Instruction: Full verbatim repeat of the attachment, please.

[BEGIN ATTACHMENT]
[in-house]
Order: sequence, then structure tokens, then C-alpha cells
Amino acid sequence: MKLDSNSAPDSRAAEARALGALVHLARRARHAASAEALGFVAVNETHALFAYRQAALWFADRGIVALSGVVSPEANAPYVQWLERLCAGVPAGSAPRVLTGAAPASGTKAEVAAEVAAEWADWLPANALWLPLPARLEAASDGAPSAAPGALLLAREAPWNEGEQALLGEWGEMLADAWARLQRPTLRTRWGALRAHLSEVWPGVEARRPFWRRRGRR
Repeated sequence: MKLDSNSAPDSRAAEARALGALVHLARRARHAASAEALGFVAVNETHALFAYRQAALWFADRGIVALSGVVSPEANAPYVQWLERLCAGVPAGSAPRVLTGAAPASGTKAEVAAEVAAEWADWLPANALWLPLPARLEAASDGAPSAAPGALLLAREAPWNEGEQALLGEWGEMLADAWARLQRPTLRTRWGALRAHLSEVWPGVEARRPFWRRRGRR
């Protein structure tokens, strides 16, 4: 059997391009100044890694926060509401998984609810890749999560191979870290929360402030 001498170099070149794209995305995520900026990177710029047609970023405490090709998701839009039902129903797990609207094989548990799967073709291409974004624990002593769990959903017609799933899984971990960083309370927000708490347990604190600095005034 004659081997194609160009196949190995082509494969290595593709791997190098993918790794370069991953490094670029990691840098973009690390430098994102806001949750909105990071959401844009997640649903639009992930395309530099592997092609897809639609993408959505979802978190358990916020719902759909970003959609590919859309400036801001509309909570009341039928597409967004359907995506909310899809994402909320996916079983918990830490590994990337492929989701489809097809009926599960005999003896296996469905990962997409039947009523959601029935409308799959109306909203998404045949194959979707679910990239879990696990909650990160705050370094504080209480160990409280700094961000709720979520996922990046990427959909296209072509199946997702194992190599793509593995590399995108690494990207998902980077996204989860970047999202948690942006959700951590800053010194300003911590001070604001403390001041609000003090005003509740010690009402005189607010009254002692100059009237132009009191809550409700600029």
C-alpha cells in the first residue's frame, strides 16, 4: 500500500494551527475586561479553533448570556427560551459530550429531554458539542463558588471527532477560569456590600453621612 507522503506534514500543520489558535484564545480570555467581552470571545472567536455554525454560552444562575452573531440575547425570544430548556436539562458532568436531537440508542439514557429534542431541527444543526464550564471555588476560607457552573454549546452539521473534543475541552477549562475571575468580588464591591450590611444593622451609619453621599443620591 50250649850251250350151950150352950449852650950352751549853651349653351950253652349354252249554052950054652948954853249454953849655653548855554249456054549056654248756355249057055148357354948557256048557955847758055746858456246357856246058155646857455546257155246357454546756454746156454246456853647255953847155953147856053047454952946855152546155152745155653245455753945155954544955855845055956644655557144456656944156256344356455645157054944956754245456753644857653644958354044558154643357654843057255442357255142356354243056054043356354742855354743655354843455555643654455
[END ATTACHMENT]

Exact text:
[in-house]
Order: sequence, then structure tokens, then C-alpha cells
Amino acid sequence: MKLDSNSAPDSRAAEARALGALVHLARRARHAASAEALGFVAVNETHALFAYRQAALWFADRGIVALSGVVSPEANAPYVQWLERLCAGVPAGSAPRVLTGAAPASGTKAEVAAEVAAEWADWLPANALWLPLPARLEAASDGAPSAAPGALLLAREAPWNEGEQALLGEWGEMLADAWARLQRPTLRTRWGALRAHLSEVWPGVEARRPFWRRRGRR
Repeated sequence: MKLDSNSAPDSRAAEARALGALVHLARRARHAASAEALGFVAVNETHALFAYRQAALWFADRGIVALSGVVSPEANAPYVQWLERLCAGVPAGSAPRVLTGAAPASGTKAEVAAEVAAEWADWLPANALWLPLPARLEAASDGAPSAAPGALLLAREAPWNEGEQALLGEWGEMLADAWARLQRPTLRTRWGALRAHLSEVWPGVEARRPFWRRRGRR
């Protein structure tokens, strides 16, 4: 059997391009100044890694926060509401998984609810890749999560191979870290929360402030 001498170099070149794209995305995520900026990177710029047609970023405490090709998701839009039902129903797990609207094989548990799967073709291409974004624990002593769990959903017609799933899984971990960083309370927000708490347990604190600095005034 004659081997194609160009196949190995082509494969290595593709791997190098993918790794370069991953490094670029990691840098973009690390430098994102806001949750909105990071959401844009997640649903639009992930395309530099592997092609897809639609993408959505979802978190358990916020719902759909970003959609590919859309400036801001509309909570009341039928597409967004359907995506909310899809994402909320996916079983918990830490590994990337492929989701489809097809009926599960005999003896296996469905990962997409039947009523959601029935409308799959109306909203998404045949194959979707679910990239879990696990909650990160705050370094504080209480160990409280700094961000709720979520996922990046990427959909296209072509199946997702194992190599793509593995590399995108690494990207998902980077996204989860970047999202948690942006959700951590800053010194300003911590001070604001403390001041609000003090005003509740010690009402005189607010009254002692100059009237132009009191809550409700600029």
C-alpha cells in the first residue's frame, strides 16, 4: 500500500494551527475586561479553533448570556427560551459530550429531554458539542463558588471527532477560569456590600453621612 507522503506534514500543520489558535484564545480570555467581552470571545472567536455554525454560552444562575452573531440575547425570544430548556436539562458532568436531537440508542439514557429534542431541527444543526464550564471555588476560607457552573454549546452539521473534543475541552477549562475571575468580588464591591450590611444593622451609619453621599443620591 50250649850251250350151950150352950449852650950352751549853651349653351950253652349354252249554052950054652948954853249454953849655653548855554249456054549056654248756355249057055148357354948557256048557955847758055746858456246357856246058155646857455546257155246357454546756454746156454246456853647255953847155953147856053047454952946855152546155152745155653245455753945155954544955855845055956644655557144456656944156256344356455645157054944956754245456753644857653644958354044558154643357654843057255442357255142356354243056054043356354742855354743655354843455555643654455